Random Quote #49 topic: zola-dictionary, A Zola Dictionary; the Characters of the Rougon-Macquart Novels of Emile Zola, Patterson, J. G
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ORVIEDO (PRINCESS D'), was for a time one of the most curious
notabilities of the Second Empire. At the command of her mother, the
Duchesse de Combeville, she married the Prince in ignorance of the
source of his regal fortune, estimated at three hundred millions of
francs (twelve millions sterling). It was said that for twenty years
the Prince had appropriated the lion's share of every great piece of
financial rascality on the Bourses of France and Spain. After his sudden
death from a stroke of apoplexy, the Princess shut up the great house
in the Rue Saint-Lazare and retired with a maid to three rooms on the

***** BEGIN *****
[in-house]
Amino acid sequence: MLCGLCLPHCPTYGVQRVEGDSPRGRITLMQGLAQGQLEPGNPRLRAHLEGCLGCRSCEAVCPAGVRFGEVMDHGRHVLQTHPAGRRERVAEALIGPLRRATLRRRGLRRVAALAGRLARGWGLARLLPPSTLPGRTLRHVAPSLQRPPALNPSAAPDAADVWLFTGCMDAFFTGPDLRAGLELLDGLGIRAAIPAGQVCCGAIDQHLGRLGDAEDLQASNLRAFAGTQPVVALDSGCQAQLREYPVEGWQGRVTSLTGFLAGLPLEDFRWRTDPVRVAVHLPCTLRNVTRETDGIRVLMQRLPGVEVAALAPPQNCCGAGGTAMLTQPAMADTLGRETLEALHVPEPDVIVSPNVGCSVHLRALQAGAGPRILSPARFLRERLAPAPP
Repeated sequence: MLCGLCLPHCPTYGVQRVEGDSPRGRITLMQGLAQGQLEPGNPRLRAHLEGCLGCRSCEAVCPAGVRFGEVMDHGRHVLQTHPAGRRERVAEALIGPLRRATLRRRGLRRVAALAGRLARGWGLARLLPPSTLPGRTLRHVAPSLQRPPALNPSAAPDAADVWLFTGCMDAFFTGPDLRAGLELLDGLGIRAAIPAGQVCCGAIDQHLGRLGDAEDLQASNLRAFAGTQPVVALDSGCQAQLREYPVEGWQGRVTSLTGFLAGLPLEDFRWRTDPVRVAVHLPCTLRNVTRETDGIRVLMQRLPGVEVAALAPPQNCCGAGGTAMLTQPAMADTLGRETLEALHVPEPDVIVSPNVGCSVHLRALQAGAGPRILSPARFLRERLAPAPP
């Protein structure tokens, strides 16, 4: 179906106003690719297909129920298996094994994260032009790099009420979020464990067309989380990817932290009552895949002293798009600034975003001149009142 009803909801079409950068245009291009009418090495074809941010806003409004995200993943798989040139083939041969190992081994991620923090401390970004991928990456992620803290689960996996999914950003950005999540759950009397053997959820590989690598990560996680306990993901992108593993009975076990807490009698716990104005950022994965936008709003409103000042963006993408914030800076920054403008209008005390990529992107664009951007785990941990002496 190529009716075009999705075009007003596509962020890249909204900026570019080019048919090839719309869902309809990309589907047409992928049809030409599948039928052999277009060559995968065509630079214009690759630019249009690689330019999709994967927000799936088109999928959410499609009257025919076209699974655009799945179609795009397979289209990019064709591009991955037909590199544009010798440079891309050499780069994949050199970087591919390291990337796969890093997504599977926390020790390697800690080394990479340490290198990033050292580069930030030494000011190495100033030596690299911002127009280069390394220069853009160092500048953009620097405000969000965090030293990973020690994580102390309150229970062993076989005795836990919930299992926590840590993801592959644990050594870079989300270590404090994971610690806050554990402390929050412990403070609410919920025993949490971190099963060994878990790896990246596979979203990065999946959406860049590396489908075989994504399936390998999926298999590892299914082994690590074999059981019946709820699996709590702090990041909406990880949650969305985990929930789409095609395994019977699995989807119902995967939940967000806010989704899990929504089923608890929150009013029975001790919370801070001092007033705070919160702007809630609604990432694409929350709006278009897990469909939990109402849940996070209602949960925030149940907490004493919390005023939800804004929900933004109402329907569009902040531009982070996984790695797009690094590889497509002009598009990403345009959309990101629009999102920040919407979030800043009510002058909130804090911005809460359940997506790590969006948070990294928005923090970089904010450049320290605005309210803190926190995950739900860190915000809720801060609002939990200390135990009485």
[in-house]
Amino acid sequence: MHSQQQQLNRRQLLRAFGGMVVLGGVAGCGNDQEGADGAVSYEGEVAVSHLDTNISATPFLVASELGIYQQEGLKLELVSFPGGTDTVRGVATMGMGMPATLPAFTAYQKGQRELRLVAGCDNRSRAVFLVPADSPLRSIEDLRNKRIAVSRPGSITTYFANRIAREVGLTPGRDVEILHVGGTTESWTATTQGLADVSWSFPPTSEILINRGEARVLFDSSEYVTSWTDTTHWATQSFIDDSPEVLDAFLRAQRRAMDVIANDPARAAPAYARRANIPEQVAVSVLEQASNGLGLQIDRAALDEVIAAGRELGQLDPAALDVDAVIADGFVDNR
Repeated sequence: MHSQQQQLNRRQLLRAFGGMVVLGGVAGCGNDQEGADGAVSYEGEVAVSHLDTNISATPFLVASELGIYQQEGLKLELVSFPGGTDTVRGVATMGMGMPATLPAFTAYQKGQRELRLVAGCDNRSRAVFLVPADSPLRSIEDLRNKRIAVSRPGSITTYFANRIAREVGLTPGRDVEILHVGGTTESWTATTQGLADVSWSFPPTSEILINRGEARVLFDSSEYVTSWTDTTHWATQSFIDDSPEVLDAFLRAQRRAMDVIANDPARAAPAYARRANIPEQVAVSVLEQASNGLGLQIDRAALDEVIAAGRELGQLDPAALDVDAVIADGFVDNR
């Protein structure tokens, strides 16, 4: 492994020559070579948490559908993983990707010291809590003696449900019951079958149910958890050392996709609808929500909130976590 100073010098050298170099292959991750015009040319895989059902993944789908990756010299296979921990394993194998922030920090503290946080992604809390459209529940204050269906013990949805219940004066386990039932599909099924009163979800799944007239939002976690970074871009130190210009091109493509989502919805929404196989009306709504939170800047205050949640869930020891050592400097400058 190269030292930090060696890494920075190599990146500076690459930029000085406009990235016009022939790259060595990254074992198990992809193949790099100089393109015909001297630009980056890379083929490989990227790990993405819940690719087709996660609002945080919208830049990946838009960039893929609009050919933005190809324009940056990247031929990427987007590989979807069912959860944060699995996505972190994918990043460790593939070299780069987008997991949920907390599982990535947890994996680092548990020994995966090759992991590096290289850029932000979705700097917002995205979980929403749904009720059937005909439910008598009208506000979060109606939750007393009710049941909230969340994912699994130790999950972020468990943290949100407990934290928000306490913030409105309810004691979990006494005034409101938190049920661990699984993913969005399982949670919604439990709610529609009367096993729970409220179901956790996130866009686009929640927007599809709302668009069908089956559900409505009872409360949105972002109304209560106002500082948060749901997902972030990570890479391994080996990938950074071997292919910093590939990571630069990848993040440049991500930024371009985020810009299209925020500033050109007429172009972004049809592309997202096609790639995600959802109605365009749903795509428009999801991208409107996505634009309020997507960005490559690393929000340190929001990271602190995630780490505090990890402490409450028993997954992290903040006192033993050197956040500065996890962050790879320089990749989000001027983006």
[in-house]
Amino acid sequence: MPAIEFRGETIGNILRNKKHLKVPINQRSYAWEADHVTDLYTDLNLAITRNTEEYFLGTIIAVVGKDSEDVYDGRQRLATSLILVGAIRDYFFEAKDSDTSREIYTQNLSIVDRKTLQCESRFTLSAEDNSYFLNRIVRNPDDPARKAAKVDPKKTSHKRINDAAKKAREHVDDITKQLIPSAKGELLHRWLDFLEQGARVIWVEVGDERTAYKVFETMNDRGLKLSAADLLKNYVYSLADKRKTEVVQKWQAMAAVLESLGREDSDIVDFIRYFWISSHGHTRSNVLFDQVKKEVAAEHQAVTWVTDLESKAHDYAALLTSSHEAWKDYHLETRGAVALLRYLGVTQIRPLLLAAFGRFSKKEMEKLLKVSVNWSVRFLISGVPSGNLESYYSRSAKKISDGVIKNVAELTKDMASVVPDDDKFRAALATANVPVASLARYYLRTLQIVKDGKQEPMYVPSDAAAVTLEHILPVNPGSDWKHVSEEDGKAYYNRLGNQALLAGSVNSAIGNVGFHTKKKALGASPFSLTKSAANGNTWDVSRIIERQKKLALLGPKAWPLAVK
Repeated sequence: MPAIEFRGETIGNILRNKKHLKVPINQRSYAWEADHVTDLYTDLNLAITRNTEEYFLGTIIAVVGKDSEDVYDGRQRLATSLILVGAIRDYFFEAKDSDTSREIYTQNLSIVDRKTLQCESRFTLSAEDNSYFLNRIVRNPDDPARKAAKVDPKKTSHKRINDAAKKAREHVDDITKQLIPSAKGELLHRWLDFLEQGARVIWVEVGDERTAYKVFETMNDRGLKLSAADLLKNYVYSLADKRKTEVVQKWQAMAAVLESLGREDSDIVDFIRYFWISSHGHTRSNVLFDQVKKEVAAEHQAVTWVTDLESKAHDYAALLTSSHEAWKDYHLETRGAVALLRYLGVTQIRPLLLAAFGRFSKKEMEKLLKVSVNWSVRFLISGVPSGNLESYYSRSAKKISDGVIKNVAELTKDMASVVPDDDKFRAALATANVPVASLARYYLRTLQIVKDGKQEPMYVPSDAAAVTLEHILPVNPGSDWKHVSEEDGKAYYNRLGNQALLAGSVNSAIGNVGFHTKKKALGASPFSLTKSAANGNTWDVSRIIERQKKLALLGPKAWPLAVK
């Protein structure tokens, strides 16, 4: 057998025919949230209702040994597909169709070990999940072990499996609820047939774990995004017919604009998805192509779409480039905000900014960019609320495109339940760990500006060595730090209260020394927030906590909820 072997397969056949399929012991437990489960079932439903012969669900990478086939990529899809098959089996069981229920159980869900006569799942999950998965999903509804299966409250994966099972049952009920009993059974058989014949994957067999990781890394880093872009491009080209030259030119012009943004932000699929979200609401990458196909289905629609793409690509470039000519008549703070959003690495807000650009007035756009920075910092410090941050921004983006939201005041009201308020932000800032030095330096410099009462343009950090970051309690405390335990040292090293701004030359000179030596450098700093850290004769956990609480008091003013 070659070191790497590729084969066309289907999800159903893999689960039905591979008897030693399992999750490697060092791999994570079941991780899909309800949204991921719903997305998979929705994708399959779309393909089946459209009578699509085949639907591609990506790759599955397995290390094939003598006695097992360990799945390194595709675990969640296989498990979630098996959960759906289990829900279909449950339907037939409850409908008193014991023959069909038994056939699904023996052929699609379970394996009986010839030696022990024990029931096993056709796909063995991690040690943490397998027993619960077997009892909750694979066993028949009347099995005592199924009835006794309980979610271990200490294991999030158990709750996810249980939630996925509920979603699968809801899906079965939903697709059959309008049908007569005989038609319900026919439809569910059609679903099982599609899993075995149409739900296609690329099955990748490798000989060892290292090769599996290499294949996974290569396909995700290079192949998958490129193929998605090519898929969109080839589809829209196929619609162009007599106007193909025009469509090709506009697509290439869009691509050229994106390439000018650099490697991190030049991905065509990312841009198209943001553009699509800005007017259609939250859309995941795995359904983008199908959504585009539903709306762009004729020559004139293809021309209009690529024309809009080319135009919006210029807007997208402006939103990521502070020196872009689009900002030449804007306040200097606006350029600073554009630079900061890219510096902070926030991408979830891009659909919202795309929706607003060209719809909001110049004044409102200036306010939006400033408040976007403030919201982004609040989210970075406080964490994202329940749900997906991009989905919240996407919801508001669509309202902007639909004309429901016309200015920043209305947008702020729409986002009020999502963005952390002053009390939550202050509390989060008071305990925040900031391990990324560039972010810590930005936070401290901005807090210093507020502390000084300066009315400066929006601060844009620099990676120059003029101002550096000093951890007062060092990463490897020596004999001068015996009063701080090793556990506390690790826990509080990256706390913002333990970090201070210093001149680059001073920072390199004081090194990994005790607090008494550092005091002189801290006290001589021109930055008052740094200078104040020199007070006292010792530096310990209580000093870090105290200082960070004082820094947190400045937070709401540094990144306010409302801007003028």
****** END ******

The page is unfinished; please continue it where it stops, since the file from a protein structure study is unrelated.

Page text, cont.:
second floor, where she lived the life of a recluse. From thenceforth
she lived solely for deeds of charity on a colossal scale. During five
years she founded the St. Mary's Infant Asylum, the St. Joseph's Orphan
Asylum, an Asylum for the aged at Chatillon, a hospital in the suburbs
of Paris, and an institution known as _L'Oeuvre du Travail_, in which
were boarded three hundred waifs and strays from the streets of Paris.
On these foundations, and on other charities, she spent in five years
over a hundred millions of francs. For some time Saccard assisted her
in a disinterested way in carrying out her schemes, and later he rented
from her the premises in which he started the Universal Bank. As time
went on, the Princess seemed to be swayed more and more by the desire
of restitution to the poor of the uttermost remnants of her husband's
fortune. In the end, when she had divided it all, she retired to a
convent of Carmelites, walled off from the world. L'Argent.



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